In addition to meeting the Líderes as they participated in mitú’s #weareAmerica campaign, there were numerous other moments that enriched my life. Not only was I fortunate to witness NCLR’s commitment to civic empowerment and enrichment for all Latinos, especially young Latinos but aside from the incredible Lideres voices, I also discovered a new crush.
Her name is Linda G. Alvarado. Linda is the president and chief executive officer of Alvarado Construction. She gave the most dynamic speech, destroying all constructs of what it means to be a Latina. She talked about her frustration growing up, being told constantly she didn’t look Latina – something many of us can relate to. She reminisced about a time when she would speak at conferences and was the only woman in the room. She spoke of the countless times she was told she wasn’t fit for her job because she was a woman – but ignored every one of those comments and kept doing her thang. I was smitten. As soon as she finished speaking, I ran to find her and take a picture.
Now, you may ask, how did you get to perform before the Honorable Hillary Clinton? After mitú asked me and Joshua Silverstein, my partner from Pocho Joe & Silverstein, to interview Lideres participants, I let my NCLR friends know about the gig. Two days before the luncheon they were told the luncheon could run long because of Clinton’s schedule. They asked if I could entertain the crowd in between former Maryland Governor Martin O’Malley and her. Absolutely!
I got the crowd going sharing my experiences as a half Polish-half Mexican and how people always relate that to food… yes, really. I followed with the Single Ladies dance and a special NCLR/mitú remix of my poem “Cool.”
Then Secretary Clinton took the stage. She spoke so eloquently, so down to earth. She didn’t scream or push too hard. She let her audience lean in. When she spoke of being a grandmother – that drew me in the most. That personal connection was powerful.
In the end, even after hearing such powerful speakers, the most important part of the conference was meeting you, the Líderes. Each story and powerful voice stayed with me, such as Bernardette Pinetta, a political science major at UCLA and a Bruin Advisor for the UCLA Early Academic Outreach Program.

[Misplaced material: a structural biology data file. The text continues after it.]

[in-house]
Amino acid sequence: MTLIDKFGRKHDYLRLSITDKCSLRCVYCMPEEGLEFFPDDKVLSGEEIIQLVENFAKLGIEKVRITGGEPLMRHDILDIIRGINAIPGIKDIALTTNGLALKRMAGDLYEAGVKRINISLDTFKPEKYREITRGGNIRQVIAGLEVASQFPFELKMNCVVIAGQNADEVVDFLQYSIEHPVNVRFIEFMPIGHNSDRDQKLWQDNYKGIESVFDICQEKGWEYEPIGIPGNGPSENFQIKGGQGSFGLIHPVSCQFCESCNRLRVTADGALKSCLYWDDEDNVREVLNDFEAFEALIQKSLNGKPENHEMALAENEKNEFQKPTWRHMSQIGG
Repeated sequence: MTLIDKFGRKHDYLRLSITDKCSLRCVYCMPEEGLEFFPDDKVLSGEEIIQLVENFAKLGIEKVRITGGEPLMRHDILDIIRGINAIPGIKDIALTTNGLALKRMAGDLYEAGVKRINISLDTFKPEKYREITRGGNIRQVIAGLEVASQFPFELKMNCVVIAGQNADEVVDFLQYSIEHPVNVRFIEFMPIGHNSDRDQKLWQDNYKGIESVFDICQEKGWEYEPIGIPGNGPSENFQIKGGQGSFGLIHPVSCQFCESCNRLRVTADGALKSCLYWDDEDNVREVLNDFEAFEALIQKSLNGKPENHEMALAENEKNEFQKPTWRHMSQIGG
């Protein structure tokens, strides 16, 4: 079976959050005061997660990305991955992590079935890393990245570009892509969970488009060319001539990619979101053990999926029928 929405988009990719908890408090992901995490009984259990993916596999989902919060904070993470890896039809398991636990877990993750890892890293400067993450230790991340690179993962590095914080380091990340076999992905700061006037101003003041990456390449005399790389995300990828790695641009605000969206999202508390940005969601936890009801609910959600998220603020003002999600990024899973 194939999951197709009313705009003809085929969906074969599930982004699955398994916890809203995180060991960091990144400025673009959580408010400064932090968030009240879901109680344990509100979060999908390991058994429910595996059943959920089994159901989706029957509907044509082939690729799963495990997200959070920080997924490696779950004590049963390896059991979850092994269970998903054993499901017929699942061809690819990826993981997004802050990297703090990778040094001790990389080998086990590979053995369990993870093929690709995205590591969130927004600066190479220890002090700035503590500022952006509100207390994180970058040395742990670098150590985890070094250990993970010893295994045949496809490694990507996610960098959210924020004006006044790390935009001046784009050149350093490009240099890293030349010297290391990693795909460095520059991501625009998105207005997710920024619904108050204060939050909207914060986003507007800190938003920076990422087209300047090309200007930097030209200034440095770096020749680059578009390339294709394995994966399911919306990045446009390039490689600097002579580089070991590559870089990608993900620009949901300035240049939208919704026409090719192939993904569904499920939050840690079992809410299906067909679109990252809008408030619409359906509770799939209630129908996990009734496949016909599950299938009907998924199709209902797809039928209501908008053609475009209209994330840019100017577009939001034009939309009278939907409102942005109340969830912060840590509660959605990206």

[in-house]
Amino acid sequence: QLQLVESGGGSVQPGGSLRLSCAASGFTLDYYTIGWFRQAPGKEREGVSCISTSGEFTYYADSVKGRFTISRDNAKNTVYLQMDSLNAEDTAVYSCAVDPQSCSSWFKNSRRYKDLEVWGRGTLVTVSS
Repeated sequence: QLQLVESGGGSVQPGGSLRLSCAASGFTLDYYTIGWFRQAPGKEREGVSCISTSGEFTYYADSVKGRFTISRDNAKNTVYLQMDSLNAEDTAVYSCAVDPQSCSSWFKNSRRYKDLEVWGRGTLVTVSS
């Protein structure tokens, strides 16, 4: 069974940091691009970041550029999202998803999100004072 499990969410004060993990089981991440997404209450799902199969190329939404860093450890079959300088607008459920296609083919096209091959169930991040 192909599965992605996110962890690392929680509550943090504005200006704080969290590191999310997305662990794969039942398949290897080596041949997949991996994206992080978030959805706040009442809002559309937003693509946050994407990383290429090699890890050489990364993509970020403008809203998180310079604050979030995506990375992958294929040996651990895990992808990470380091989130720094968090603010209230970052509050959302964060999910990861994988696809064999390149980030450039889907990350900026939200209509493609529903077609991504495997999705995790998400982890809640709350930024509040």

“I’m not a DREAMer, but my family was undocumented which is why I’m very passionate about an immigration reform especially when it comes to education. My cousin in particular is so incredibly smart and is one of the reasons I take advantage of my education as much as possible. All her awards and merits meant nothing if she didn’t qualify for in-state tuition, and back when we were growing up, there was limited information on how undocumented students could go to college. We (as a nation and as a community) lose so much potential by limiting what this group of motivated, intelligent, and talented people can do. We are not looking for handouts. We work hard. But if you promise financial aid to DREAMers, we will hold you accountable.”
We are not looking for handouts. We work hard.
I came close to tears so many times listening to these stories.
Too often I think older people get crabby about the next generation. Young adults on their cell phones look so disconnected from the world that’s around them. But that’s not true. We’re more connected now than ever. We are more aware of social issues than past generations. We’re sharing and liking and supporting one another. We’re telling our stories to the world.
We are more aware of social issues than past generations.
Now we want to hear your story. It’s so easy these days to put your camera phone in front of you and speak your mind. Go for it. Tell us what issues resonate with you. Tell us what changes you want to see from the next president. Tell us what about education is important to you. Tell us about those moments in your life you believe need to be shared with the world.
You have a voice. We have the platform. Take advantage of it.
What issues are most important to you? mitú wants to know. Let us know in the comments below.
And ICYMI, check out Pocho Joe & Silverstein’s performance.